Some History on the Craftsman Home

By Jessica Furniss, May 20, 2015 | In Home Design |

Driving through lovely, old neighborhoods in Birmingham, Alabama, one cannot help but be captivated by the different types of craftsman bungalows. Neighborhoods such as Crestwood or Avondale are full of these unique artsy homes. Today we want to share with you a little bit of history on this home design concept.

Craftsman homes gained popularity in America from the work of two brothers. California natives Charles Sumner Greene and Henry Mather Greene designed homes together in Pasadena from 1893-1914.

The brothers were influenced by the arts and crafts movement of the late 1880’s. The movement amongst other things, took a stand against industrialism and encouraged social and economic reform. A social critic named Ruskin had a lot of influence on the movement’s philosophy. “…he thought that a healthy and moral society required independent workers who designed the things they made.”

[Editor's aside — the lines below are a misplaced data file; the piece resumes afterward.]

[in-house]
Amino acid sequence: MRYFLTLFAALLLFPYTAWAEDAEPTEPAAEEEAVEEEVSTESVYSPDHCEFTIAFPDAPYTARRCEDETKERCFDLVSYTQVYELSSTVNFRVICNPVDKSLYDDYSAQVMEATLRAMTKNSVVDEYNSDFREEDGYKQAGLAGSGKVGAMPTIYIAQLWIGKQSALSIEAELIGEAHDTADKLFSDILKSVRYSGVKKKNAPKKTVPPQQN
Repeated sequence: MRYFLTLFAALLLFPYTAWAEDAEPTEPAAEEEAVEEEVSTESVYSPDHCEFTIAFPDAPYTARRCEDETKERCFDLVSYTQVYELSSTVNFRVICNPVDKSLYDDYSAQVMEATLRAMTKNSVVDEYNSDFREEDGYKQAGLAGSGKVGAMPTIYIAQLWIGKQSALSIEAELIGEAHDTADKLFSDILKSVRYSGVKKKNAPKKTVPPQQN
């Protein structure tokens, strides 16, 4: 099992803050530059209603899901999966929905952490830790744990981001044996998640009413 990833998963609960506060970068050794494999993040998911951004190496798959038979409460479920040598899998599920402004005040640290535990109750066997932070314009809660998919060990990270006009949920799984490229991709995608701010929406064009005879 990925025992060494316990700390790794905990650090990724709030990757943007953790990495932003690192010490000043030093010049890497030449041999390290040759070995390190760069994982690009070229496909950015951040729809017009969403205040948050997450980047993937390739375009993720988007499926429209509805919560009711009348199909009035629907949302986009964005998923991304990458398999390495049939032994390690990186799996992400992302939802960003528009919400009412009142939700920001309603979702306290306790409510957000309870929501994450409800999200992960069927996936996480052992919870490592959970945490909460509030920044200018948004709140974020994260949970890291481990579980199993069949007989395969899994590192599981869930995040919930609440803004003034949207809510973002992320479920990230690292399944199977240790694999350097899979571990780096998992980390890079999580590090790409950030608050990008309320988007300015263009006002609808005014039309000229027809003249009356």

Craftsman homes are more than unique homes, they are a representation of society moving from industrial dependence and falling in love with local artistic design. These homes became so popular that designs began to spread all over the United States. They quickly became the most popular smaller home design in entire U.S.

Features associated with craftsman style include, but are not limited to:

-Low-pitched gabled roof

-Roof rafters exposed

-Unenclosed eave overhang

-Decorative beams or braces

-Porch with roof supported by tapered columns

Some examples of craftsman style homes.

craftsman home 1 craftsman home 2 craftsman homeDSC_0013

 

Craftsman characteristics can be found in many modern designs. Designers will incorporate things such as a craftsman butler pantry, porch, and decorative false beams. Many homeowners will purchase original craftsman homes and do remodels that stay true to the tradition of the home. Regardless, of what features are seen, influences from this design style are here to stay.

Sources:

A Field Guide to American Houses, Virginia Savage McAlister

Wikipedia 

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